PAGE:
We hashed out a starting route, paired helmet intercoms, and excitedly hugged our farewells. Both of us were electric with anticipation and old hands on the PCH south of the city, so once we hopped on the bikes our only rest breaks were once past Pigeon Point, and a brief hello to Bagel in Santa Cruz. I wanted to make sure to leave plenty of opportunities for photos and didn’t want to rush Gina through her first epic launch, but I suspect we were both itching to get out of the Bay Area. The weather was kind of shitty for photos anyhow.
The most direct route to our overnight destination of Morro Bay/San Luis Obispo-ish would take about 4 hours, 240-ish miles. Of course, if you’re riding with me, you don’t take the direct route. Unfortunately, epic rainfall had closed off the Pacific Coast Highway through Big Sur, so we would have to reroute inland regardless. I spied a small road to Carmel Valley that Gina’s friend, Chantill, assured us was beautiful, and we would still be able to swing back out towards Jolon to pick up my old favorite, Interlake Road.
With the power of technology, we would simply check the weather as we went and discuss where to set up camp over the intercom. It was fantastic having someone to chat with as we poked around the interior of California, though much of the conversation amounted to, “Ooh tight turn ahead, this road is awesome,” “Ahh, this is so beautiful,” and, “Wow, this is really great.” On the occasion that we ran out of words and I forgot to switch back to music, even the static sounded blissful.
The road to Carmel Valley was indeed glorious – quiet, narrow, winding, occasionally flanked by… is that Spanish moss? Over intercom, we joked we’d found a wormhole to Louisiana or South Carolina. Then around the next bend the road would dive under tree cover, and open suddenly to vineyard after vineyard. The landscape seemed infinitely mutable. Were we even still in California?
The last time I’d ridden Interlake Road, the hills were dusty and straw-colored, brittle and ready to crackle into flame if you gave it even an incendiary glance. The recent rainfall transformed the landscape into a luscious land, unrecognizable from my memories. Every surface was covered in a velvet coat of bright green, semi-translucent in sunlight, the kind that can only come from fresh growth. Blue stones accented the rolling hills, darker green patches came from tree shade.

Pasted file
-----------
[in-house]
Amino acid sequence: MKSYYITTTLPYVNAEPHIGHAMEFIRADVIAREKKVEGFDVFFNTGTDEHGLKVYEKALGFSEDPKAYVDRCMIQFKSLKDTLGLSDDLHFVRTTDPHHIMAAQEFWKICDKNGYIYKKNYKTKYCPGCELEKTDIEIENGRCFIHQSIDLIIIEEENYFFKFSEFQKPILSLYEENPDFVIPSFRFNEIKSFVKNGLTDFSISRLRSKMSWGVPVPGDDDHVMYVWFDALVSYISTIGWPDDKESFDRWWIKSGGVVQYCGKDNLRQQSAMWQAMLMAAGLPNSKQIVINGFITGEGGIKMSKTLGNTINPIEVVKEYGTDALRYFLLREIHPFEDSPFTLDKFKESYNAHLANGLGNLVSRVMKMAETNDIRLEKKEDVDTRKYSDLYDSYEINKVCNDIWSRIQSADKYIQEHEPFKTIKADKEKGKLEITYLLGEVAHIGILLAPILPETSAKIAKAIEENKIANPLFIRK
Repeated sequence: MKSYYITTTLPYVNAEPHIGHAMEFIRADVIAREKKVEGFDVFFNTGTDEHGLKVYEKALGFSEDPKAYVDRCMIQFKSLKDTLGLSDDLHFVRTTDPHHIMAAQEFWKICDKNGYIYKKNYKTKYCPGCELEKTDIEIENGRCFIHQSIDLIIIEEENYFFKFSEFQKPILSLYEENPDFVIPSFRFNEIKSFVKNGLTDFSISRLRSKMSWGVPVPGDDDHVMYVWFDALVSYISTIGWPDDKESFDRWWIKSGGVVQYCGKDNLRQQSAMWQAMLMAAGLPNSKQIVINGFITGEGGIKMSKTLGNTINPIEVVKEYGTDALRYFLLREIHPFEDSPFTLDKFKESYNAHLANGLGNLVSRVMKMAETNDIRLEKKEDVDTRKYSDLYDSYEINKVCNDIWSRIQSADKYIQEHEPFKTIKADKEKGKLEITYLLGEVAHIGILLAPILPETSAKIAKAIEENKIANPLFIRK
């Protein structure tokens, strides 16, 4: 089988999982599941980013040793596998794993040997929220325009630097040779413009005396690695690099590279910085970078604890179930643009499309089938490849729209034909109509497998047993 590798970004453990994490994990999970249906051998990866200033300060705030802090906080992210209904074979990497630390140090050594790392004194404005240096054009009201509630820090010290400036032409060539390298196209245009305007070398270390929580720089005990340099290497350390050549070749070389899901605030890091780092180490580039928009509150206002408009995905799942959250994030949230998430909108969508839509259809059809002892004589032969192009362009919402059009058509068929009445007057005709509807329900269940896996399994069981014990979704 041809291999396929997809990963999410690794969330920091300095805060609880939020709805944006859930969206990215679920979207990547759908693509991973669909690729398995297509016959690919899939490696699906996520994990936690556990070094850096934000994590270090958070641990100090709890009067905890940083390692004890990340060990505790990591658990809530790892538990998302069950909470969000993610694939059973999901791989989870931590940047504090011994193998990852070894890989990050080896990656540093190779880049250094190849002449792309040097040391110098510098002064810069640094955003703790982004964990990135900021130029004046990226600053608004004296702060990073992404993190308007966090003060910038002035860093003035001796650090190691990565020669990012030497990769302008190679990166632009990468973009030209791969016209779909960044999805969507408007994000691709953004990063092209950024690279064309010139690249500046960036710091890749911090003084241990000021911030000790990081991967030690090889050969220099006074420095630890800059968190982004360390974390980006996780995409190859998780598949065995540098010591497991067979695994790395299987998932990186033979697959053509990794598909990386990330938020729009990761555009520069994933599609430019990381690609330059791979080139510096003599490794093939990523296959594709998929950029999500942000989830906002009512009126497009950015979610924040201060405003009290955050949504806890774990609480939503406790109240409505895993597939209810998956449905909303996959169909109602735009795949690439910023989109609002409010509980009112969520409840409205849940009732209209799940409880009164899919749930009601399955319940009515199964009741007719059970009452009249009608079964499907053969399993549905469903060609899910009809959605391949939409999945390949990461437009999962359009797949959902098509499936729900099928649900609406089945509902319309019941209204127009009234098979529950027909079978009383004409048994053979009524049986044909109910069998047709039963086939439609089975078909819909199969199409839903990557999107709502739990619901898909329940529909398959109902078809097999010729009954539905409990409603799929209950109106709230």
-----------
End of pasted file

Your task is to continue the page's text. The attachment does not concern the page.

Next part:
It’s hard not to love California, with roads like this.
We’d managed to nearly double our riding time taking these smaller roads, and setting up camp at Morro Bay was looking less desirable with 100% chance of rain overnight (but look at all this camping gear we have!). I suggested an old favorite that was backtracking a bit, but might have indoor bunks: Bridge Street Inn.
On our way to see what was open in Cambria, Gina commented how I never seem to have helmet hair. “Oh, I just have a haircut in the shape of a helmet, bwa ha ha.”
As forecasted we woke to steady drizzle. Gina had an appointment in LA, and I had a scooter campout to catch back in the Bay. I asked Gina to say hi to Fred for me when she passed through Boston, hugged farewell, and watched her carefully pull away. Day 1 of 100 Days Of Obsolescence (Gina’s trip name) complete, on to Day 2.
My day was mostly going to be Highway 101, but a small, squiggly line was pointed out to me on the map. Santa Rosa Creek Road led out of town and would eventually join the highway. In spite of the rain, I couldn’t resist. I’d just take it slowly and carefully.
Gina was on her way and the mini-adventure of Santa Rosa Creek Road was behind me. Wrapped in hi-viz rain gear, I cranked up the tunes and flew along main highways, all the way through Santa Cruz and back into the city. Tomorrow would have more scooting, but tonight it was time for a hot shower.